Reynoldsburg Planning Commission held a special meeting March 12 to again recommend approval of a new city zoning code.
City Council on March 9 sent the zoning code back to the commission. Council members are expected to vote on adopting the new code at the Monday, March 23, meeting.
The commission last month sent a unanimous recommendation to council to approve the revised code, the city’s first major overhaul in 50 years, but council sent it back for mostly minor revisions, which the commission approved.
In addition, commissioners at the March 12 meeting reaffirmed their recommendation for a zoning-map change of about 24 acres on Taylor Road and East Main Street from suburban residential (SR) to residential medium (RM) zoning.
SR zoning allows for traditional single-family homes with off-street parking but also accommodates “multiple forms of single-family development, including attached single-family dwellings,” according to the code. RM zoning introduces a “more diverse range of housing options, including two-family buildings, townhomes, row houses and apartments.”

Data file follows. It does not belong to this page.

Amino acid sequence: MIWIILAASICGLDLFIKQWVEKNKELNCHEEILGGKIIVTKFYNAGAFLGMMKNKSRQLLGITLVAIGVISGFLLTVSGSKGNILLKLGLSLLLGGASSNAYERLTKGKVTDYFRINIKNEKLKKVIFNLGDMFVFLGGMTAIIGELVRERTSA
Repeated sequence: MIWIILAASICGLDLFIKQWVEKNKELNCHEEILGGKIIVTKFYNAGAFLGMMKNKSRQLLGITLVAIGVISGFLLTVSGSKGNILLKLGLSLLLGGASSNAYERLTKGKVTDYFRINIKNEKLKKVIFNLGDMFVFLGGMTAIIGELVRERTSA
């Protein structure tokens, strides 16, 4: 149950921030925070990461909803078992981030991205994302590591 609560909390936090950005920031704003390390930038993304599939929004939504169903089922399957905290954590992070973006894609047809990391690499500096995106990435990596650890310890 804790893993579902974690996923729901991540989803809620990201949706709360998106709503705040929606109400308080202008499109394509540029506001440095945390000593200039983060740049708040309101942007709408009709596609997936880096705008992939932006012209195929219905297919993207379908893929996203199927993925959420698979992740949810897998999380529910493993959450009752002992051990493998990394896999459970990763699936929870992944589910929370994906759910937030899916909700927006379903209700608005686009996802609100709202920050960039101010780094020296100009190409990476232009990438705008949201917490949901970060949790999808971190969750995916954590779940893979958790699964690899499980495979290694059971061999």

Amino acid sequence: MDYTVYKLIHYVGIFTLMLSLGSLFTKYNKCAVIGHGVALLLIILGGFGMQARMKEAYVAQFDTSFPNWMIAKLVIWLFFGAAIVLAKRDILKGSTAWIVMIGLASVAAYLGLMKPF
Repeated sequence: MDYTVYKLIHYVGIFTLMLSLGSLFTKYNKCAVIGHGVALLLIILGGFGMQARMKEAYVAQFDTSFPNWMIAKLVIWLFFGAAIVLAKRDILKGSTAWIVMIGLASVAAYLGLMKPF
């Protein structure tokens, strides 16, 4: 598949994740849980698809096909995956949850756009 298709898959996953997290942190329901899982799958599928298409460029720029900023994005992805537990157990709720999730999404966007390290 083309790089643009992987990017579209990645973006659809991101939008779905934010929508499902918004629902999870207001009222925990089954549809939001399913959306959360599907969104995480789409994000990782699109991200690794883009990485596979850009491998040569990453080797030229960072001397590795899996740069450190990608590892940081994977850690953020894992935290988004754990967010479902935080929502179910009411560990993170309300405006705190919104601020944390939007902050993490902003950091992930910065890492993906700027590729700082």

The code calls for future developments in the RM zones to be “well-integrated with surrounding uses while allowing for more compact development to accommodate growth.”
City officials said they expect to receive a proposal soon for a multi-family project on the site.
“That project right now would not be a permitted use under the SR district,” said city attorney Chris Shook.
Commission member Steven Hicks said the property was a “head scratcher” because it was in between retail uses and will help “finish off a failed condo development.”
“I think it’s an appropriate use for residential medium,” he said.
The commission made other minor adjustments to the proposed code, including removing cemeteries as conditional uses in residential areas, specifying the “ideal standard parking size” of 9 feet by 18 feet, and made child care centers conditional uses in Innovation Districts.
Based on the 2018 comprehensive plan, the new zoning code strives to create mixed-use, walkable neighborhoods with higher densities near certain “corridors,” along East Main Street, including the intersection of East Main and Brice Road.
It includes special development considerations in areas like Olde Reynoldsburg and classifies about 3,200 acres, mostly around the Interstate 70/270 interchange, as Innovation Districts.
Those districts are intended for new “economic centers that will serve Reynoldsburg and surrounding communities.”
The code encourages the reuse of commercial areas and recommends moving new retail developments closer to the street, with parking at the rear.
For more information on the new zoning code and map, go to reynoldsburgcode.com.